18 August 1915 – Dissident

Fenner Brockway (see above) has been a journalist longer than he has been a pacifist. Born in India, Brockway is a vegetarian and avowed socialist who came to his convictions through his family’s missionary background. Now a member of the Independent Labour Party (ILP), he is also the editor of the Labour Leader. Committing himself to oppose war in 1913, Brockway has refused to endorse the country’s call to arms, even calling for organized resistance to conscription plans last November. Forming the No-Conscription Fellowship (NCF) this Spring, Brockway’s editorials have taken a correspondingly strident tone, while news printers around the country have become leery of publishing his flyer inserts.

The increasing tension with authorities boils over today as police arrive at the offices of the National Labour Press in Manchester, where the Labour Leader is printed. Finding four leaflets in production as well as the newspaper, the police seize one copy of everything, old or new, and tell Brockaway that no material — especially Union of Democratic Control (UDC) publications calling for accountable foreign policy and criticizing Britain’s secretive prewar diplomacy — is to leave the premises until a judge allows it.

Brockway is not the only opponent of British government policy to receive this level of attention recently. The Forward, a socialist paper in restive Glasgow, Scotland, has been ordered seized. The offices of the antiwar Daily Herald and the Independent Labour Party headquarters are also raided. But the police seem almost resigned to their work, for they correctly judge that their warrants represent the ambition of the Empire’s new Attorney General, who lacks the power to see his persecutions through.

Things are going very badly for Britain at the moment: the Gallipoli campaign is a fiasco, the Western Front is a grueling deadlock, and their Russian ally is retreating in disorder under heavy pressure from the Austro-German armies of the Eastern Front, with all these theaters seeing key defeats just in the last three days. The timing of today’s event is therefore curious, but must not be understood as a conspiracy within a government frantic to control the public narrative. Rather, this is a story of political infighting within the new Asquith cabinet, for it is riven with conflicting visions for prosecution of the conflict — both at home and abroad.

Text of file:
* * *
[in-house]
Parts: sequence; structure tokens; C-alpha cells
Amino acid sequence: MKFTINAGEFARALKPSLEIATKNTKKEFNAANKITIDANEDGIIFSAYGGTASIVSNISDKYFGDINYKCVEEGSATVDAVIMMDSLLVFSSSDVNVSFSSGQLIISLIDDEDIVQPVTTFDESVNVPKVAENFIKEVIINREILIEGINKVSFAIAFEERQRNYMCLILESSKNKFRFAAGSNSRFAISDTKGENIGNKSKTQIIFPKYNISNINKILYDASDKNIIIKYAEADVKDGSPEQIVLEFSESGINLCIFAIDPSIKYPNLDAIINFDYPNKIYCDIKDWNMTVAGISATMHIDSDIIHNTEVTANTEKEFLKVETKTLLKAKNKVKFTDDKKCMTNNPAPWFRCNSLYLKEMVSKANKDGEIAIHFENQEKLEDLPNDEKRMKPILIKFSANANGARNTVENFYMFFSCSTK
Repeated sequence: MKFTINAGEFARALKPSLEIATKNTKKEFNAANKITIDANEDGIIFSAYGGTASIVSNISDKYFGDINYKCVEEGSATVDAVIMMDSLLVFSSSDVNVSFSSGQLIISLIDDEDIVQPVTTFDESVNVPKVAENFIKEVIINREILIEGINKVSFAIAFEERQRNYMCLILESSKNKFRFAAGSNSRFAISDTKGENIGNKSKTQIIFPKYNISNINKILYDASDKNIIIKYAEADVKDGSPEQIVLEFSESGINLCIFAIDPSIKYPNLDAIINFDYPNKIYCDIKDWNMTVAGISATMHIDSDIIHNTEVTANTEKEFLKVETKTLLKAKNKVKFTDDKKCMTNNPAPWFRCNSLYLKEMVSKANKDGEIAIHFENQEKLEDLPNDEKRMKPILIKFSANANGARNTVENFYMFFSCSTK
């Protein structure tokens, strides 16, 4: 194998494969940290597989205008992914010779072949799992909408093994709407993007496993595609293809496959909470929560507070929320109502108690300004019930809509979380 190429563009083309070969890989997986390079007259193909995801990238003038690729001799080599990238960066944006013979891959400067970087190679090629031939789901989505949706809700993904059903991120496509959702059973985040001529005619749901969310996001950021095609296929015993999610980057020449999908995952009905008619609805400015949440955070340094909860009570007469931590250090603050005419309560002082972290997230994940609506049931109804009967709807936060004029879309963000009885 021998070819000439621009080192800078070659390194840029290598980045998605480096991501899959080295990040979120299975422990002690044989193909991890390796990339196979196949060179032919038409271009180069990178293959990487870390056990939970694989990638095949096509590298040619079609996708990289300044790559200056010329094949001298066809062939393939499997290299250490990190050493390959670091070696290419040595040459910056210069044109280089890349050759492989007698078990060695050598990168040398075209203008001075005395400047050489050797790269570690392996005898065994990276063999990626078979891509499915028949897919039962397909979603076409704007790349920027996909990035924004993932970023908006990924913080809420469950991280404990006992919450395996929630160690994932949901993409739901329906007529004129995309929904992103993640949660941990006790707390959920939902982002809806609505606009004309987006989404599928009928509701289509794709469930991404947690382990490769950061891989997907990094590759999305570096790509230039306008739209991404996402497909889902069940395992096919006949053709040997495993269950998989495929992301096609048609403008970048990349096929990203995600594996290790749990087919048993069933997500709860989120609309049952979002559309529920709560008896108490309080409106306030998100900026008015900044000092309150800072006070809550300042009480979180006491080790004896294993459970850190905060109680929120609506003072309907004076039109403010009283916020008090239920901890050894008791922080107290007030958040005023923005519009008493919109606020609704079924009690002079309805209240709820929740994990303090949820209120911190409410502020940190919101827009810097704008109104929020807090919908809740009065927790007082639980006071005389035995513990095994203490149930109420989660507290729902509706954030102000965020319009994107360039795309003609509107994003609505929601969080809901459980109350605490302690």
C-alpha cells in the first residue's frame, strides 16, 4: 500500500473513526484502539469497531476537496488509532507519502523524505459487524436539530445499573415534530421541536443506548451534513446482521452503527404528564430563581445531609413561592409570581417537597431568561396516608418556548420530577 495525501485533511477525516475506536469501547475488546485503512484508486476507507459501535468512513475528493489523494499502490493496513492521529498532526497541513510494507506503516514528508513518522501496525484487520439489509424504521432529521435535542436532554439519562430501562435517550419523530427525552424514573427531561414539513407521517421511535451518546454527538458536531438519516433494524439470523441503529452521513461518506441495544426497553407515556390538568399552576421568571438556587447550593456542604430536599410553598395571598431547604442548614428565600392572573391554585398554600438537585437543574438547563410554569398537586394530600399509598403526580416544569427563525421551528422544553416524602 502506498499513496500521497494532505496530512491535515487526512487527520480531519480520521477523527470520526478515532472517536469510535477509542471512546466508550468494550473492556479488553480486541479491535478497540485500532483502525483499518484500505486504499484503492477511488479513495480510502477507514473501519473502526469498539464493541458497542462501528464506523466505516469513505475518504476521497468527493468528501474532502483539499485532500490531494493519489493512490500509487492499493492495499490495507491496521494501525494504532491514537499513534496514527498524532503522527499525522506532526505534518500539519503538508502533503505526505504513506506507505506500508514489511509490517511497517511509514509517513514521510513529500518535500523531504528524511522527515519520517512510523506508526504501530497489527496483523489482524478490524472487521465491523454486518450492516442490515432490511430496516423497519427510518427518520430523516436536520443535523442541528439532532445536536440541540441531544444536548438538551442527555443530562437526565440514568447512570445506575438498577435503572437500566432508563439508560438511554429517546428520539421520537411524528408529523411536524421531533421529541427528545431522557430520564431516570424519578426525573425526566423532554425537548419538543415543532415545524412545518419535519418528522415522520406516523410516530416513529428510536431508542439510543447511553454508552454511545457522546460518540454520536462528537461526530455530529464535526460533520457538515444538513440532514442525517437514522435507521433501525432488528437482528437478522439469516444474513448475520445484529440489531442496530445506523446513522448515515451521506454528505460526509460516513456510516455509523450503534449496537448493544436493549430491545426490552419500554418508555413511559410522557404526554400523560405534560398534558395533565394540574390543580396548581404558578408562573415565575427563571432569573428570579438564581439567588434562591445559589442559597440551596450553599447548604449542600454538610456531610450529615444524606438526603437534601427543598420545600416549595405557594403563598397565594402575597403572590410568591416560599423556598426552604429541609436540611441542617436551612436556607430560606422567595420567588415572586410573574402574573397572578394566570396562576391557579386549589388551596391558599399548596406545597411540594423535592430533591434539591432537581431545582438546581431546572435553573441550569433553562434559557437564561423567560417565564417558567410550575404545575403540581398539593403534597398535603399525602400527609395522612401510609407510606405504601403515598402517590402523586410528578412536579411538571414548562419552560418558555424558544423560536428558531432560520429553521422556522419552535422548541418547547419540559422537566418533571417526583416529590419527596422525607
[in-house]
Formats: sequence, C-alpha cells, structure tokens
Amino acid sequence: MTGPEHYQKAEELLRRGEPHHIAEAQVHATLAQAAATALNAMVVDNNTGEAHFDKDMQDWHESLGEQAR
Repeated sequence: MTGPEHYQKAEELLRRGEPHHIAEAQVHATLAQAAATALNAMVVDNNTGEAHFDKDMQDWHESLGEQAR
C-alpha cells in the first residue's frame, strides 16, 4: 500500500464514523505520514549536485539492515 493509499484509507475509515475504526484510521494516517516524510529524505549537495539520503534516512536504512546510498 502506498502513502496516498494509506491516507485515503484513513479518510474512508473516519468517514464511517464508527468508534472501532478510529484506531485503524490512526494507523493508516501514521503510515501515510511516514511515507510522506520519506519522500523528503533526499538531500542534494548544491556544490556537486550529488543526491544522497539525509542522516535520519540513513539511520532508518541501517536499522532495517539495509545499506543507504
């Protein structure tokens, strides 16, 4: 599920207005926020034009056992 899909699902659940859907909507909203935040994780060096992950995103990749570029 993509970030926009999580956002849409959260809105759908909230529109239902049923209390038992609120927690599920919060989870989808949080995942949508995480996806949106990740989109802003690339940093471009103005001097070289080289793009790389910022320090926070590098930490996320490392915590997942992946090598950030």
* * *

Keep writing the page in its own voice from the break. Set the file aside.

carson simon

Left: Sir Edward Carson, who has replaced John Simon (right) as Attorney General in the new Asquith cabinet

If we need a villain for the piece, Sir Edward Carson will do. An Irish Protestant opponent of Home Rule, he was a key organizer in the resistance to Prime Minister Asquith’s project. Receiving a meddlesome shipment of German arms in 1913 to equip the Ulster Volunteer Force, a paramilitary organization which has since transformed into the 36th Division, Carson’s campaign to exclude Ulster from the controversial bill — now tabled for the duration of the war — will result in the creation of Northern Ireland. But Carson’s significance goes much deeper than his role in setting the course for a violent 20th Century for a benighted Ireland beset by paramilitaries; he is also the lawyer who destroyed the playwright Oscar Wilde.

When Wilde sued the Marquess of Queensbury for libel, Carson determined the contested accusation of homosexuality was true, cross-examined the accuser on the witness stand, and promised to call witnesses to the writer’s gay affairs to testify. Wilde then dropped the case, but Carson’s legal pursuit over attorney’s fees and the costs of the trial left Wilde bankrupt, while the ensuing conviction for homosexuality left him broken. It was the breakthrough case which gave Carson his reputation as a libel defense specialist — and put him in the public eye, where he has remained ever since.

Promoted from the Conservative bench as part of Prime Minister Asquith’s cabinet shakeup in May, Carson occupies the office formerly held by John Simon, who is now the Home Secretary. Unconcerned yet by the NCF or UDC, which he correctly sees as middle-class phenomena with little chance of gaining broad popular support anytime soon, Simon proves unwilling to overturn British traditions of free speech just yet. With a vague promise to look into the matter, Simon even apologizes for the police raids and orders the impounded literature returned, for Carson’s actions are premature in his eyes.

In fact, Carson not only fails to institute press censorship, but his actions have the opposite effect, stiffening the resolve of NCF and UDC organizers to make their activism more effective than ever, while making the Asquith government even more leery of wartime press censorship than it already was. If anything, the hard-liners supporting Carson have made a mess out of their priorities by indulging conspiracy theories about German influences in the antiwar press. The reality is quite mundane: at the NCF, the Treasurer and one-third of the board members are Quakers dedicated to antiwar activism; a wealthy Quaker family supports Brockway’s newspaper. Until Britain actually embarks on a conscription project, these organizations will not become realistic threats to national unity necessitating any government response; for now, at least, there is still room for tolerance of dissent, and no legitimate reason to reduce the liberties which have made England so strong.